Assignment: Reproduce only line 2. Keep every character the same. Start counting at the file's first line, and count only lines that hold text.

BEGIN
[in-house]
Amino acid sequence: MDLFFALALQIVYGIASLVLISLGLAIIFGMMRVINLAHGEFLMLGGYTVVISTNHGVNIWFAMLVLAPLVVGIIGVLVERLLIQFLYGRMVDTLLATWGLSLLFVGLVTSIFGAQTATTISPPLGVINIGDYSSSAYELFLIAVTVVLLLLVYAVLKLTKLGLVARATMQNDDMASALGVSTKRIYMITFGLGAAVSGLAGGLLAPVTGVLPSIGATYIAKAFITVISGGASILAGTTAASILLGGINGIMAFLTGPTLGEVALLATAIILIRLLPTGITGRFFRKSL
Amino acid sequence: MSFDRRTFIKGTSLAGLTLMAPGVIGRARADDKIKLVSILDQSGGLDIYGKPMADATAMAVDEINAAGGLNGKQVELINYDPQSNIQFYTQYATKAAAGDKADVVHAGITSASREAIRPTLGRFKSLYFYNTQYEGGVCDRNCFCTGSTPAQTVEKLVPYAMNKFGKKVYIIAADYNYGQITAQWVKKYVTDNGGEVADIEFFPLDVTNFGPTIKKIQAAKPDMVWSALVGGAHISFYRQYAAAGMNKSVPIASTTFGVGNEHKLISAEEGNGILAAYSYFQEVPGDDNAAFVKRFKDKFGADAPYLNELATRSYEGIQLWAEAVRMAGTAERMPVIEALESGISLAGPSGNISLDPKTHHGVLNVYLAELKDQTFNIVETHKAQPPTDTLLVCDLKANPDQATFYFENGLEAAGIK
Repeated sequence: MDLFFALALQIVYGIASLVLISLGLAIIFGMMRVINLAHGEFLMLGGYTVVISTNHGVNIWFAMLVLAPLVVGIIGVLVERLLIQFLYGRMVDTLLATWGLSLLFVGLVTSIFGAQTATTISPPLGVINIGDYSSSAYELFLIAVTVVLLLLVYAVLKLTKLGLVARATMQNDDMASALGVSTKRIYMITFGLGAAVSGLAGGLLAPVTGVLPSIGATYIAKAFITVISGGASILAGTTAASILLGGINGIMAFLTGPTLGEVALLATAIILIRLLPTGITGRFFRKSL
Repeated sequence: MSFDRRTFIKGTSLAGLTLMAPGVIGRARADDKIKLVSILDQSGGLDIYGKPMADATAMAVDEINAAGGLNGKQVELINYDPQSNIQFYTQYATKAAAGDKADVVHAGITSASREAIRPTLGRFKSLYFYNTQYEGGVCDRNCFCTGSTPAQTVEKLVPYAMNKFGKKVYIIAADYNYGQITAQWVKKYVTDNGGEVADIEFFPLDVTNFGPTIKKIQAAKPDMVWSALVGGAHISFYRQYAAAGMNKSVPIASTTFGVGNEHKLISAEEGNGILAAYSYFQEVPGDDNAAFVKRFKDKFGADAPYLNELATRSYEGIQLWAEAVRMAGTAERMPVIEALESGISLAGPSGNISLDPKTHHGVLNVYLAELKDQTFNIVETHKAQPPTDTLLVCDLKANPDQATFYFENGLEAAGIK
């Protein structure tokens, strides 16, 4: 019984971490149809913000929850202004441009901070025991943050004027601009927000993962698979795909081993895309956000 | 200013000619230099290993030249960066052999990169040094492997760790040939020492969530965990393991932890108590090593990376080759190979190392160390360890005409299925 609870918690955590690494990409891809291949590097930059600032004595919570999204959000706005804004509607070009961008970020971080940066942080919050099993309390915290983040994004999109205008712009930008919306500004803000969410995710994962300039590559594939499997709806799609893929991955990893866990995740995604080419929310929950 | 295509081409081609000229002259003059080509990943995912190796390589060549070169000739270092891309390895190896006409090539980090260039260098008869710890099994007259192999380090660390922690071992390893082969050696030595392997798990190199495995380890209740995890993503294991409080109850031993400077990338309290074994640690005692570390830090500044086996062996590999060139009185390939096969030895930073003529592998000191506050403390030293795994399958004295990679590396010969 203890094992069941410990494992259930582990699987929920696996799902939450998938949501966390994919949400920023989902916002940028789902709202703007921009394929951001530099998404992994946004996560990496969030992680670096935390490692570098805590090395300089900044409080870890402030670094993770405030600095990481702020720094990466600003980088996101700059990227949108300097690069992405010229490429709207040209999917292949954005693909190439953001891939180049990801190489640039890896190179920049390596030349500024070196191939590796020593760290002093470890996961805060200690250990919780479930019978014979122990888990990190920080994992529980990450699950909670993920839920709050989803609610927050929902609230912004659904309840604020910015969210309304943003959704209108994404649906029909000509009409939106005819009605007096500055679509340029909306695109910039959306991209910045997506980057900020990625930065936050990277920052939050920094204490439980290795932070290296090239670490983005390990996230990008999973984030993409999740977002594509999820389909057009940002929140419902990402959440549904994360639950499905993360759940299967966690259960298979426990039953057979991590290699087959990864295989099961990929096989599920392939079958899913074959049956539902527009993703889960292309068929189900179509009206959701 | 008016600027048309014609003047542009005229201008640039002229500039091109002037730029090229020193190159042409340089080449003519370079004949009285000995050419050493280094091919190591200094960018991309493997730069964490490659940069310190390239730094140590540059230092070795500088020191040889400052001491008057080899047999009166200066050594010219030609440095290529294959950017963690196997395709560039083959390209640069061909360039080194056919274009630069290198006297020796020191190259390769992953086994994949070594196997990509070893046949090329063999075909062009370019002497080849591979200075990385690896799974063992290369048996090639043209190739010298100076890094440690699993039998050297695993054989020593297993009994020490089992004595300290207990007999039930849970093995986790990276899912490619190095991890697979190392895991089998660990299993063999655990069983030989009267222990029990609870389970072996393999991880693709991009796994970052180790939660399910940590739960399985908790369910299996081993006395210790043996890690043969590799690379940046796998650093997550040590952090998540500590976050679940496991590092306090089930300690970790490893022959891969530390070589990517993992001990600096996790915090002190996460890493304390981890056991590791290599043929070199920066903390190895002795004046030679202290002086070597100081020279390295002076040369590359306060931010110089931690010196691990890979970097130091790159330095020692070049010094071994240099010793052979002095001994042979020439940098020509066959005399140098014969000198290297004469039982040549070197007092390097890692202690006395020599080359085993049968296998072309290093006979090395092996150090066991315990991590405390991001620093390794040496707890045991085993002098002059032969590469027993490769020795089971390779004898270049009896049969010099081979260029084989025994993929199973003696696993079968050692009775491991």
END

Amino acid sequence: MDLFFALALQIVYGIASLVLISLGLAIIFGMMRVINLAHGEFLMLGGYTVVISTNHGVNIWFAMLVLAPLVVGIIGVLVERLLIQFLYGRMVDTLLATWGLSLLFVGLVTSIFGAQTATTISPPLGVINIGDYSSSAYELFLIAVTVVLLLLVYAVLKLTKLGLVARATMQNDDMASALGVSTKRIYMITFGLGAAVSGLAGGLLAPVTGVLPSIGATYIAKAFITVISGGASILAGTTAASILLGGINGIMAFLTGPTLGEVALLATAIILIRLLPTGITGRFFRKSL